Thesis: Linking restriction of nitrogen transporter systems to nitrate-influx restraint in the high phosphorus-use-efficient Hakea prostrata (Proteaceae)
Phosphorus (P), an essential plant nutrient, is in extremely low supply in soils of south-western Australia. While crop species require heavy P fertiliser use to achieve maximum yield in Australia, native Australian plants are excellently adapted and thrive with high photosynthetic rates. The traits of these native plants are of considerable interest for reducing the need for P fertiliser in cropping systems. Such development could occur by traditional breeding or genetic modification. However, research must firstly be undertaken into the P-efficient traits and their associated impacts on plants.
One impact is the linking of high P-efficiency with nitrogen (N), which is another essential plant nutrient. Nitrogen is greedily taken up by most plants to store for later use because of the fluctuating supply in soil. The main form taken up is usually an ion called nitrate. However, native south-west Australian plants may have a different strategy. One such native plant, harsh hakea (Hakea prostrata) in the Proteaceae family, appears to only take up a small, set amount of nitrate regardless of the amount given to it. This apparent restriction of nitrate uptake has been termed nitrate restraint. Nitrate restraint may be a crucial trait because it complements the important P-saving strategy of low protein production which is exhibited harsh hakea. Because protein production is a major use for N and P in plants, low protein production means less N is needed by harsh hakea. Hence, the plant potentially saves energy by restricting the uptake and assimilation of unneeded N. In my PhD, I am researching nitrate restraint in harsh hakea to determine the following: 1) Is nitrate restraint an adaptation to complement P-saving strategies of native plants or is N still taken up from other sources? 2) What are the physiological/genetic mechanisms for nitrate restraint in harsh hakea? 3) Is nitrate restraint (if discovered in other Australian species) due to the same mechanisms?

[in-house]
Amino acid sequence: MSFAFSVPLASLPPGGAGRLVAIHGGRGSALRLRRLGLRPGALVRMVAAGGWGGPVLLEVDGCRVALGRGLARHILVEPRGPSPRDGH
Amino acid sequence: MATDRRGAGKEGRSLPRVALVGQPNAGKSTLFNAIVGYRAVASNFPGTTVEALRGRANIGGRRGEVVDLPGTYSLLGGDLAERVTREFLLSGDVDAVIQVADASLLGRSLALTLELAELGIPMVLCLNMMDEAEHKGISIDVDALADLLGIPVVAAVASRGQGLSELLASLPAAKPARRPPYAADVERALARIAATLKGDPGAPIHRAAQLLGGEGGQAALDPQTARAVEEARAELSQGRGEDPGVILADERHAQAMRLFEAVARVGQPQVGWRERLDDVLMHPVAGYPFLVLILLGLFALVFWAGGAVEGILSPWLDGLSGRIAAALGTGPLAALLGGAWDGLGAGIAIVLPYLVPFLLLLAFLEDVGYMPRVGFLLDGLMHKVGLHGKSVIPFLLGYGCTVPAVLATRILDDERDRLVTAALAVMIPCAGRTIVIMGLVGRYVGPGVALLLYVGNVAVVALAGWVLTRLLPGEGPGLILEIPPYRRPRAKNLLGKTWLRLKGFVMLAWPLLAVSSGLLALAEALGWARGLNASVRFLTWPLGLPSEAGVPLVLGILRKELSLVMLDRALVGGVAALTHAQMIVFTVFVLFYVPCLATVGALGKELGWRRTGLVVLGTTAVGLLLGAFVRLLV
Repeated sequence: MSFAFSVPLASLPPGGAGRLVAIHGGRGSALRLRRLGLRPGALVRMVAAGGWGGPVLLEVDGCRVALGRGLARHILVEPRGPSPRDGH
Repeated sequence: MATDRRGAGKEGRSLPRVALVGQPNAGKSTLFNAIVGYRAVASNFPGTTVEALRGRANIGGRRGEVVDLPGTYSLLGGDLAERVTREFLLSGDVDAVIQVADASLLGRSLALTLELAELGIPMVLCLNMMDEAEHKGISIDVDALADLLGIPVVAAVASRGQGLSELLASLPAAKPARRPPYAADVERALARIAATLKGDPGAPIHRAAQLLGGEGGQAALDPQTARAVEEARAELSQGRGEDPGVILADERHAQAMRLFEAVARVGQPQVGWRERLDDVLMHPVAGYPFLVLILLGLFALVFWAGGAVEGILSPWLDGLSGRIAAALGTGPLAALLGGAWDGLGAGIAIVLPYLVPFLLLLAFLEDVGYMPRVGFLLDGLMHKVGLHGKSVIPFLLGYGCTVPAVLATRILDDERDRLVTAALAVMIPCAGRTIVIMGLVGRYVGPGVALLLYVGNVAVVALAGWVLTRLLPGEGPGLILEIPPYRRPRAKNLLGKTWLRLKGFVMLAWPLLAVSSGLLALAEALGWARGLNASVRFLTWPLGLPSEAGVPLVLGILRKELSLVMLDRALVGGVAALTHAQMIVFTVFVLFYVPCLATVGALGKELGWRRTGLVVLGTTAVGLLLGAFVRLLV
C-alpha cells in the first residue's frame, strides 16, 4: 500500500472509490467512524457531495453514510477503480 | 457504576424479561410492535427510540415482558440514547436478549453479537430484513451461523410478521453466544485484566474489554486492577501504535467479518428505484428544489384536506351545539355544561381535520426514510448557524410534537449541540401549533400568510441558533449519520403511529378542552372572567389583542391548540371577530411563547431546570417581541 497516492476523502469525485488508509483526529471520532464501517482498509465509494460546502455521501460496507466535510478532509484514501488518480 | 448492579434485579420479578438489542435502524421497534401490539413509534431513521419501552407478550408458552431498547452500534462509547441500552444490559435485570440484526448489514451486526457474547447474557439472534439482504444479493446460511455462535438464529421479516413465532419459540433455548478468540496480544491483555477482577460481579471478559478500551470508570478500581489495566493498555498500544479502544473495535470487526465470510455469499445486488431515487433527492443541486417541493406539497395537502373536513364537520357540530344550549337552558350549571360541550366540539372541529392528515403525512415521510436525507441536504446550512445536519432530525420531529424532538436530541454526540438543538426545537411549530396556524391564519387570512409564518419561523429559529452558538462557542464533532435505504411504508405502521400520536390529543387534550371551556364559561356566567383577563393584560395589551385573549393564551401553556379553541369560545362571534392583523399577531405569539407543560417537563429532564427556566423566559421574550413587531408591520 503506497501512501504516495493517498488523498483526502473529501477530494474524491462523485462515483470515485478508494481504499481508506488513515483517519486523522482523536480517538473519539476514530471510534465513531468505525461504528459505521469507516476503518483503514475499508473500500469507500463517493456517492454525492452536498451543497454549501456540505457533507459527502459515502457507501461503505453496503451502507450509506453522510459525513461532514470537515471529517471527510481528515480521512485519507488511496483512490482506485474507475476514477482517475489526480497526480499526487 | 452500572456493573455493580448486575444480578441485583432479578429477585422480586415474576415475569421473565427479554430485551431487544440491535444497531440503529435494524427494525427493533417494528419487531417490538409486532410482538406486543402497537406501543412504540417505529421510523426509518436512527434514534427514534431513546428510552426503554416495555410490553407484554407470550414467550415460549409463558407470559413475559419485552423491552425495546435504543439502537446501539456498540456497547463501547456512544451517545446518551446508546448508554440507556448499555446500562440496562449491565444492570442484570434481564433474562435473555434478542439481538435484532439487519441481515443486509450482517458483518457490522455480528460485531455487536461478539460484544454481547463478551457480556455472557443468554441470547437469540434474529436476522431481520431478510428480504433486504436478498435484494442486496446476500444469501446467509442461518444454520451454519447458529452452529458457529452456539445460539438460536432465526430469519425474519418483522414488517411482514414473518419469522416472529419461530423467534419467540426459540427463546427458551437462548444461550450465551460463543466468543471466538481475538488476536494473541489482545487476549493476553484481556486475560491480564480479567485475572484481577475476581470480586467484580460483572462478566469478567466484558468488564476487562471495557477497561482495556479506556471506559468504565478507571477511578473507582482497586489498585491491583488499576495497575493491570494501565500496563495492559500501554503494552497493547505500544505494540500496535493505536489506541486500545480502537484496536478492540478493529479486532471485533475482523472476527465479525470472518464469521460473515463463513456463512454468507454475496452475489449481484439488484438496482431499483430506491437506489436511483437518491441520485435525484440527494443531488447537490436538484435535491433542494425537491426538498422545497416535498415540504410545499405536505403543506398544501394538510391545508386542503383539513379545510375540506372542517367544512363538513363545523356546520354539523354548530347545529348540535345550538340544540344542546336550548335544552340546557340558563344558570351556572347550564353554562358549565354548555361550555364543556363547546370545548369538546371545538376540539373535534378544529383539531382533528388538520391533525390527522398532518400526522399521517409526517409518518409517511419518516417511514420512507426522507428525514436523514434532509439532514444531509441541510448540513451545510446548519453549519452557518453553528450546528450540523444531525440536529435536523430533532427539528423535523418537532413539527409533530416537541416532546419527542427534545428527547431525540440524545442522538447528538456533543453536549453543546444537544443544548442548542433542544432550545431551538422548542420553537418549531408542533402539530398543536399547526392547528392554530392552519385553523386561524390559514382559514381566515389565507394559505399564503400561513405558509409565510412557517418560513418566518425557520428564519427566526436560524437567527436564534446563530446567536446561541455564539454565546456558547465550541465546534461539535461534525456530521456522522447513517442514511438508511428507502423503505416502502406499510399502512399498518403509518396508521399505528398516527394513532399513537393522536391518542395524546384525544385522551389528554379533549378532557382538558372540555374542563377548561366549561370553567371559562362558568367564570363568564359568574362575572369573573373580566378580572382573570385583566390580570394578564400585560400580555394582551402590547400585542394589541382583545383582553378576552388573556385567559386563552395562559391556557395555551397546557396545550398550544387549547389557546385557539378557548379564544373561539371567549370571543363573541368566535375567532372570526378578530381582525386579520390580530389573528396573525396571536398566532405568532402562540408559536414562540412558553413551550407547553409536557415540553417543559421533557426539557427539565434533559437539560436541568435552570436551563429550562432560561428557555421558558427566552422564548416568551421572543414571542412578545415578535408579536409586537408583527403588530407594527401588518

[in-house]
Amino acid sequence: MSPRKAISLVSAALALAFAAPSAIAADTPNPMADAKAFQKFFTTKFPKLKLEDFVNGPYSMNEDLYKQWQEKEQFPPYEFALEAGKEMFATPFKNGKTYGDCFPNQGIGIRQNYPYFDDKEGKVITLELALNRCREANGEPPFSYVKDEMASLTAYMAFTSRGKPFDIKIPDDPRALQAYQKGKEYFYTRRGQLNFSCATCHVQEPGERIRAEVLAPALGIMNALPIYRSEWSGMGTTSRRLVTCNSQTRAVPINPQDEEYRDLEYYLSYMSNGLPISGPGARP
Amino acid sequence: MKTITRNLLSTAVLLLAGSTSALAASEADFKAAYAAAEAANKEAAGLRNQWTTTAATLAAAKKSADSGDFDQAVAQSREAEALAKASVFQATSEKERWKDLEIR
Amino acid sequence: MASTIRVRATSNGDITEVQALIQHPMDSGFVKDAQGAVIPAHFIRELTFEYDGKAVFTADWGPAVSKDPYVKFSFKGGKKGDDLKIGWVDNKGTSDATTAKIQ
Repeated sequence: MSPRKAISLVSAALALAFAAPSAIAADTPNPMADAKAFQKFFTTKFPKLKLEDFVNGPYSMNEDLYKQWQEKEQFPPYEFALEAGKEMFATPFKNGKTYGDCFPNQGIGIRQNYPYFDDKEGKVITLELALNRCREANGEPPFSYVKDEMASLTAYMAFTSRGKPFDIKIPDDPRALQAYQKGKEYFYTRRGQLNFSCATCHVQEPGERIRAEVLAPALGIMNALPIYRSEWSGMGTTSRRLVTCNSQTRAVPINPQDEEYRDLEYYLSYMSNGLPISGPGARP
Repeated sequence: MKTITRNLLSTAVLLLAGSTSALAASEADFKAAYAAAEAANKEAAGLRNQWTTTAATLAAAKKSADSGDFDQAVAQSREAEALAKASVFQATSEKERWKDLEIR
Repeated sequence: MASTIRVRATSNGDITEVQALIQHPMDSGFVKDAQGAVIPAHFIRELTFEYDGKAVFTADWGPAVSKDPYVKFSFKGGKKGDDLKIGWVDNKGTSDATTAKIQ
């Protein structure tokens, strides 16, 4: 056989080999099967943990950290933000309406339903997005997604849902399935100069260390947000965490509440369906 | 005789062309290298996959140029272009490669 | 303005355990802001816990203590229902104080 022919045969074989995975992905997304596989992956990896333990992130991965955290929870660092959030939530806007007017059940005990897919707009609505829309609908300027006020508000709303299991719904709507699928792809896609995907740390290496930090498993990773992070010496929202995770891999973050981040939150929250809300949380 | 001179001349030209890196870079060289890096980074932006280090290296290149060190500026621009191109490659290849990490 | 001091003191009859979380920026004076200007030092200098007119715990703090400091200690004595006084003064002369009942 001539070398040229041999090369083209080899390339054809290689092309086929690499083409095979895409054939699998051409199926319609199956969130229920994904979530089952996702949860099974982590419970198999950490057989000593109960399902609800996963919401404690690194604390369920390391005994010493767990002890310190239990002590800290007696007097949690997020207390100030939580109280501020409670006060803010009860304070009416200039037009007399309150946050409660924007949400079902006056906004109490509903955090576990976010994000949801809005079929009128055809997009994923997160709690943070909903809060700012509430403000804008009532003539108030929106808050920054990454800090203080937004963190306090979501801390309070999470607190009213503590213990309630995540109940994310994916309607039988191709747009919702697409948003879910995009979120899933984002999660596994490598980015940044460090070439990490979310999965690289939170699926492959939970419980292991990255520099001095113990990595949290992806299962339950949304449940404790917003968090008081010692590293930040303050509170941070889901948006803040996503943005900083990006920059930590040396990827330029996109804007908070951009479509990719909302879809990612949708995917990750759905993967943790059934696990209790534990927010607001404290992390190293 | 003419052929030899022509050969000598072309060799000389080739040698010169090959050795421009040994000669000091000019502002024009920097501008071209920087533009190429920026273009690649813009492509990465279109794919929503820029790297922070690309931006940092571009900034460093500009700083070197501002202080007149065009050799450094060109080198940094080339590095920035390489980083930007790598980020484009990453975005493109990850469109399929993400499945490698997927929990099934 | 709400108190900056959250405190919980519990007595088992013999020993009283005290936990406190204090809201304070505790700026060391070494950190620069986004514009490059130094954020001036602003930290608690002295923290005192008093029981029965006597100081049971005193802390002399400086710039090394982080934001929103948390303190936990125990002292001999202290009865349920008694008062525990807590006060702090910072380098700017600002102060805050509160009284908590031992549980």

Why my research is important
The main goal of studying P-efficient traits of native south-west Australian plants is to reduce P fertiliser use for the future. Not only is P fertiliser incredibly expensive for farmers, but its use degrades natural waterways and the major source from mines is non-renewable and mainly from politically unstable countries. The demand for P fertiliser is also increasing as the human population continues to grow. Crops developed with even some of the P-saving traits from native Australian plants would greatly reduce the amount of P fertiliser needed worldwide, solving these impending issues. In addition, most of the current knowledge on P and N relations has been done on crop species which are only distantly related to native Australian plants. Hence, my research will advance knowledge on the diversity of P and N relations in plants along with working towards a secure future for global food production.